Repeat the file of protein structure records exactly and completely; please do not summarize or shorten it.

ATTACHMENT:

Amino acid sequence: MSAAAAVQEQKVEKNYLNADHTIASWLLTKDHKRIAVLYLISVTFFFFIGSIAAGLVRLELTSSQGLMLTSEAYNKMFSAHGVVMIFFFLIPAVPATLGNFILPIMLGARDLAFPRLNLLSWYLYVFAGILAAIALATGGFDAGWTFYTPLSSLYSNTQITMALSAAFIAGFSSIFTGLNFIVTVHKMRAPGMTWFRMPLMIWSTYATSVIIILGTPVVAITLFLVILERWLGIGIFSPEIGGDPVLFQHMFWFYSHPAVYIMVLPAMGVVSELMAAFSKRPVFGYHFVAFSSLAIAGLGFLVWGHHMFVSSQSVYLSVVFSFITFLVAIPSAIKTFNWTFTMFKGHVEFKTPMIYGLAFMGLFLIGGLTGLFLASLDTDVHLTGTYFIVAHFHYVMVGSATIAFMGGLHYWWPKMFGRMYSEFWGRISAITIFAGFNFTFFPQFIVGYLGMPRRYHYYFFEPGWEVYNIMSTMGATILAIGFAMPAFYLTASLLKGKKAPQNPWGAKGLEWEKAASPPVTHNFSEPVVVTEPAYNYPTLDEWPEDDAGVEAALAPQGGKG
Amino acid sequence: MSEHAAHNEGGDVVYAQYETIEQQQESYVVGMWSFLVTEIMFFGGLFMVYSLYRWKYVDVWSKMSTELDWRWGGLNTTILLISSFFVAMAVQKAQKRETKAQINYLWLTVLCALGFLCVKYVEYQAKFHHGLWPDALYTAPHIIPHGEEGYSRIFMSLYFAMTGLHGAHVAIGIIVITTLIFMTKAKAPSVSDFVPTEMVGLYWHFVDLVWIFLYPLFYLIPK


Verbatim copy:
Amino acid sequence: MSAAAAVQEQKVEKNYLNADHTIASWLLTKDHKRIAVLYLISVTFFFFIGSIAAGLVRLELTSSQGLMLTSEAYNKMFSAHGVVMIFFFLIPAVPATLGNFILPIMLGARDLAFPRLNLLSWYLYVFAGILAAIALATGGFDAGWTFYTPLSSLYSNTQITMALSAAFIAGFSSIFTGLNFIVTVHKMRAPGMTWFRMPLMIWSTYATSVIIILGTPVVAITLFLVILERWLGIGIFSPEIGGDPVLFQHMFWFYSHPAVYIMVLPAMGVVSELMAAFSKRPVFGYHFVAFSSLAIAGLGFLVWGHHMFVSSQSVYLSVVFSFITFLVAIPSAIKTFNWTFTMFKGHVEFKTPMIYGLAFMGLFLIGGLTGLFLASLDTDVHLTGTYFIVAHFHYVMVGSATIAFMGGLHYWWPKMFGRMYSEFWGRISAITIFAGFNFTFFPQFIVGYLGMPRRYHYYFFEPGWEVYNIMSTMGATILAIGFAMPAFYLTASLLKGKKAPQNPWGAKGLEWEKAASPPVTHNFSEPVVVTEPAYNYPTLDEWPEDDAGVEAALAPQGGKG
Amino acid sequence: MSEHAAHNEGGDVVYAQYETIEQQQESYVVGMWSFLVTEIMFFGGLFMVYSLYRWKYVDVWSKMSTELDWRWGGLNTTILLISSFFVAMAVQKAQKRETKAQINYLWLTVLCALGFLCVKYVEYQAKFHHGLWPDALYTAPHIIPHGEEGYSRIFMSLYFAMTGLHGAHVAIGIIVITTLIFMTKAKAPSVSDFVPTEMVGLYWHFVDLVWIFLYPLFYLIPK